WATCH: Hurricane Laura weakens after slamming Gulf coast
The National Hurricane Center (NHC) released the following information in its 7 a.m. advisory on Hurricane Laura:
LOCATION: 30.9N 93.3W, 55 miles north of Lake Charles
MAXIMUM SUSTAINED WINDS: 105 mph
PRESENT MOVEMENT: N at 15 mph
MINIMUM CENTRAL PRESSURE: 964 mb
At 7 a.m., the center of Hurricane Laura was located near latitude 31.2 North, longitude 93.3 West. Laura is moving toward the north near 15 mph (24 km/h) and this motion should continue through the day. A northeastward to east-northeastward motion is expected tonight and Friday. On the forecast track, Laura will move northward across western and northern Louisiana through this afternoon. The center of Laura is forecast to move over Arkansas tonight, the mid-Mississippi Valley on Friday, and the mid-Atlantic states on Saturday. Maximum sustained winds are near 100 mph (160 km/h) with higher gusts. Rapid weakening is forecast, and Laura is expected to become a tropical storm later today. Hurricane-force winds extend outward up to 60 miles (95 km) from the center and tropical-storm-force winds extend outward up to 175 miles (280 km). An observing site in Alexandria, Louisiana, recently reported a wind gust to 74 mph (119 km/h) The estimated minimum central pressure is 970 mb (28.64 inches).
INFORMATION FROM THE WAFB FIRST ALERT STORM TEAM:
This storm is stronger than both 2005 Rita and 1957 Audrey at time of landfall. In fact, Laura is now the strongest hurricane to hit any part of Louisiana since 1969s Camille.
Indeed, Laura is sure to be the most powerful hurricane to hit Louisiana since 1969′s Category 5 Camille and go down in the Louisiana history books as one of the strongest hurricanes ever to strike the Bayou State.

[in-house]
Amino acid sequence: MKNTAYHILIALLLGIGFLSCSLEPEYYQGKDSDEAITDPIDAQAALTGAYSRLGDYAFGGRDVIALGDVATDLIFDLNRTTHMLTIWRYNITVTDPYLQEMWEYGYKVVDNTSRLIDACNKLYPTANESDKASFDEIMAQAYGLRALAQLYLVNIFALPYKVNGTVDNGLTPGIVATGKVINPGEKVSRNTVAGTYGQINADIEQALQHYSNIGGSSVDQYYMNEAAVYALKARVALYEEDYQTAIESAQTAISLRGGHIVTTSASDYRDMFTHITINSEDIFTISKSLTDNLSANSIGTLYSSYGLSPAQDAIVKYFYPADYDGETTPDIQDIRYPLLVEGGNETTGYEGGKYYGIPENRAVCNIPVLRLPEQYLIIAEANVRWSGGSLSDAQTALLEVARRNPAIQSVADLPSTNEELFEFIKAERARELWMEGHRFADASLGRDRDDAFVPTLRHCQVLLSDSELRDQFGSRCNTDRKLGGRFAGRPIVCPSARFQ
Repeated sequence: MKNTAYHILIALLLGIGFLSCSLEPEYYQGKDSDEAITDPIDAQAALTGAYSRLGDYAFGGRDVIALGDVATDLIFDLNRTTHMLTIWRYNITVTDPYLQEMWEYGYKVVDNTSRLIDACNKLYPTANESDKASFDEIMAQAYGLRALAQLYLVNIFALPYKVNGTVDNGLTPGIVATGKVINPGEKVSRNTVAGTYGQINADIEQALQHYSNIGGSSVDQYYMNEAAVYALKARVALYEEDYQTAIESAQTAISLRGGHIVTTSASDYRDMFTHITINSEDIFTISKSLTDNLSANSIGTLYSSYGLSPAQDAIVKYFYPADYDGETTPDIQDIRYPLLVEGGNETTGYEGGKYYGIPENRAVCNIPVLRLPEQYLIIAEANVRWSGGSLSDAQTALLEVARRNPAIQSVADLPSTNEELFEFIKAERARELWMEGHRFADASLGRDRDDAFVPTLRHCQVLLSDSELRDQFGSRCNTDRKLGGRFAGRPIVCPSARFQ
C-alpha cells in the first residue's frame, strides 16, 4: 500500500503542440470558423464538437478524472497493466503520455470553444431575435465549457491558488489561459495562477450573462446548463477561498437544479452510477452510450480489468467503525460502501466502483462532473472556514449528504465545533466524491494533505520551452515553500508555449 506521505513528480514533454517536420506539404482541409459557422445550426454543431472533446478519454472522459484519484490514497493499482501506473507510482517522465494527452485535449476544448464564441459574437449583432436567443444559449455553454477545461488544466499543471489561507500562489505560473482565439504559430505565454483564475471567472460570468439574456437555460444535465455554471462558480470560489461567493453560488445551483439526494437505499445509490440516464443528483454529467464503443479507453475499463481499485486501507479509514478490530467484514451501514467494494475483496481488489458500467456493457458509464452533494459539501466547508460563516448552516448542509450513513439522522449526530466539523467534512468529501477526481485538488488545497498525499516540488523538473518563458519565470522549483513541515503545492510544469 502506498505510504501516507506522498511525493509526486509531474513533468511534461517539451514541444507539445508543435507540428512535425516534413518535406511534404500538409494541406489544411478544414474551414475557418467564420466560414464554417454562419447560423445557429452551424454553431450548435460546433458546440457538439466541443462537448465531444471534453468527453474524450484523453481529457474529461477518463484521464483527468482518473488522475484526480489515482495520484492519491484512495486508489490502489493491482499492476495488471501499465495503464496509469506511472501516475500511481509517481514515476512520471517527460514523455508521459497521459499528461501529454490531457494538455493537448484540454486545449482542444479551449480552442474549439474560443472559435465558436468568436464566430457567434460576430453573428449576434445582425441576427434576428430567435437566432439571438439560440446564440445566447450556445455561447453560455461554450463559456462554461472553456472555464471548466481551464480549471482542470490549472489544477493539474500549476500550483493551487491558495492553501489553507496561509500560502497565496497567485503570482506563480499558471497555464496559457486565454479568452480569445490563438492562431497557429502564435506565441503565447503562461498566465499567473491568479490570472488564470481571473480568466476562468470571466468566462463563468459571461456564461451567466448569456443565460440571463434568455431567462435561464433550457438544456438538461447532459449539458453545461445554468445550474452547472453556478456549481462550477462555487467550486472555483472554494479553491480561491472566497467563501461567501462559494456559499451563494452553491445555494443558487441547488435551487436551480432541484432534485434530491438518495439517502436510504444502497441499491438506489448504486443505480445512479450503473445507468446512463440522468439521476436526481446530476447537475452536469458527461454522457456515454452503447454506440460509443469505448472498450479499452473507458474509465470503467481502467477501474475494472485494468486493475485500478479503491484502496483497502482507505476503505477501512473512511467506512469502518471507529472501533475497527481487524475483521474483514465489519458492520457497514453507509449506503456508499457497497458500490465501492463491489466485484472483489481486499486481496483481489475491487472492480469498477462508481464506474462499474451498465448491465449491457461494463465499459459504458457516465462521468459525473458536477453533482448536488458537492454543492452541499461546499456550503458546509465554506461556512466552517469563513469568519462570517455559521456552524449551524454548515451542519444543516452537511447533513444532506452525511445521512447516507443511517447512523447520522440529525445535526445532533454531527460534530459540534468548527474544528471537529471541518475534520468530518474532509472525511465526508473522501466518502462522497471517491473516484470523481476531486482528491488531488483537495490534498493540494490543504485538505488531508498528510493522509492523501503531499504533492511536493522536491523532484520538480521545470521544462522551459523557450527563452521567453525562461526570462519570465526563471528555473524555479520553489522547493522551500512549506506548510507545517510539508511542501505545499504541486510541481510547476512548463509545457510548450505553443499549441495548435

For the WAFB area, while we will not have to deal with a direct hit from this tropical monster, tropical storm force winds are likely to arrive at some point between the overnight hours into Thursday. However, rain bands (those extended lines of showers and t-storms that pinwheel around and into the center of the hurricane’s circulation) will be our most significant concern. Thunderstorms embedded within these bands, lined up like railroad cars in a long train, can produce locally heavy downpours, generally create the biggest wind gusts, and as we’ve seen throughout the day Wednesday, repetitive tornadic threats.
A Tornado Watch is in effect until 8 a.m. Thursday morning. While there has only been one confirmed tornado touchdown (preliminary) thus far, the National Weather Service (NWS) issued roughly 30 Tornado Warnings across southeast Louisiana between 11 a.m. and 8 p.m. Wednesday. Tornado Warnings have continued into the evening and the Storm Team expects them to continue through the night and into Thursday.
Most of the WAFB area can expect 2″ to 5″ of rain for this tropical event, but those numbers could get considerably higher for those areas under persistent and/or repetitive rain bands.
The Storm Team anticipates a busy Thursday, with showers and storms from the morning into the afternoon, with the severe threat slowly subsiding during the afternoon and evening.
A widespread “brown out” is not anticipated for the WAFB region but be prepared for area power outages to increase as Laura moves inland overnight and heads north.
Laura’s impacts will slowly fade, but the Storm Team forecast maintains rain likely for each day from Friday through the weekend.
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